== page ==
• What groups form the governance of the Drupal community right now?

    • What changes could be made to governance of the Drupal community?

    • How we could improve communication and issue escalation between groups in the community?

  • Task Force membership would be made up of a small group consisting of:

    • Adam Bergstein

    • David Hernandez

    • Megan Sanicki

    • Rachel Lawson

  • This Task Force would discuss whether or not it is beneficial to form a more permanent Governance Working Group, to handle escalated issues from other Working Groups that can be handled without escalation to the Project Lead.

  • This Task Force will propose a structure, processes needed to run this new structure, charters, etc. by end of July 2018 to the Project Lead for approval.

The Governance Task Force begins work immediately. The Charter under which we will work is attached.

I will help to facilitate reporting back regularly as we progress. I look forward to 2018 showing progress on both of these initiatives.

I am, as always, very happy to chat through things - please say hello!

File attachments:  Governance Task Force Charter.pdf
Categories: Drupal

Paragraphs Class

New Drupal Modules - 14 May 2018 - 6:43am
Overview

The Paragraphs Class module adds a Paragraphs Behaviors field "CSS class" onto paragraph items. This allows a content manager add specific CSS class to any specific paragraphs using UI.

Paragraphs Class module works only with Paragraphs EXPERIMENTAL Widget.

Requirements
Categories: Drupal

Custom List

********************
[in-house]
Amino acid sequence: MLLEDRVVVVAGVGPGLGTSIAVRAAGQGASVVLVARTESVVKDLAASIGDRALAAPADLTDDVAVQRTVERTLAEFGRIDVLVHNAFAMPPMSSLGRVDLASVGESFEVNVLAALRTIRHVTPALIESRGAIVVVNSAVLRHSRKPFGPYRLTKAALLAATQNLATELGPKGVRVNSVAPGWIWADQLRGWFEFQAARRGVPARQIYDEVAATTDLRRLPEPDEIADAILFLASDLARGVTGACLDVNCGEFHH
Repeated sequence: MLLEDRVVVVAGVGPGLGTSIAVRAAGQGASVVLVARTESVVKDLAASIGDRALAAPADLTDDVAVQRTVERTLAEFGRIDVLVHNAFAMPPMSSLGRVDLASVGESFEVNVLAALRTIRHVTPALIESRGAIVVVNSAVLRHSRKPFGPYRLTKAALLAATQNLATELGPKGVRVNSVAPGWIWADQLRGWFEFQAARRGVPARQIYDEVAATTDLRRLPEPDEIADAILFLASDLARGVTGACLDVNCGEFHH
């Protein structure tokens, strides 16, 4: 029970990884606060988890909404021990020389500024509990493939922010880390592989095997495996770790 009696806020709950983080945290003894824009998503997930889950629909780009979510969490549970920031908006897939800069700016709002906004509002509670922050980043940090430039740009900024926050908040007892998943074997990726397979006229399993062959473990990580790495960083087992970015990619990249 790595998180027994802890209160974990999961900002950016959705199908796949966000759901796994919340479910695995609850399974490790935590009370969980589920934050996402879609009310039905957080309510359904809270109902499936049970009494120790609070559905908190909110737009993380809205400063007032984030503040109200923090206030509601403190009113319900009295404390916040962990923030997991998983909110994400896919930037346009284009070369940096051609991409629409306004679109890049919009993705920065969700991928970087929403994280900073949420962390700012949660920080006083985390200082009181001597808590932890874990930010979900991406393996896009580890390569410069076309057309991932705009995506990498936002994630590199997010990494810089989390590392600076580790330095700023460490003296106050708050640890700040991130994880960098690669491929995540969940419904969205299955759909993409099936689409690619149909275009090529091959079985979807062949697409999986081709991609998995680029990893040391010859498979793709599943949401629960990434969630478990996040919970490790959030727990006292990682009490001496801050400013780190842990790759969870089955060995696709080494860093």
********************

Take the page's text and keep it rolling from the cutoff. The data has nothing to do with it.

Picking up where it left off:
New Drupal Modules - 14 May 2018 - 6:19am
Categories: Drupal

OpenSense Labs: Drupal and GDPR: Everything You Need to Know

Planet Drupal - 14 May 2018 - 5:41am
Drupal and GDPR: Everything You Need to Know Akshita Mon, 05/14/2018 - 18:11

A lot has been written in and around the EU’s new data privacy compliance - General Data Protection Regulation. As we near 25th May, the search around GDPR compliance is breaking the internet. 

Categories: Drupal

Azure Entity Moderation

New Drupal Modules - 14 May 2018 - 5:11am

Provides automatic entity moderation field that uses Azure Text Analytics API to fetch results of sentiment analysis for the selected entity fields and display the analysis result s using 3 different possible formatters:

Categories: Drupal

ComputerMinds.co.uk: Got a config schema error on saving a view?

Planet Drupal - 14 May 2018 - 4:15am

We ran into an obscure error recently, when saving a view that used a custom views plugin. It was supposed to be a very simple extension to core's bundle (content type) filter: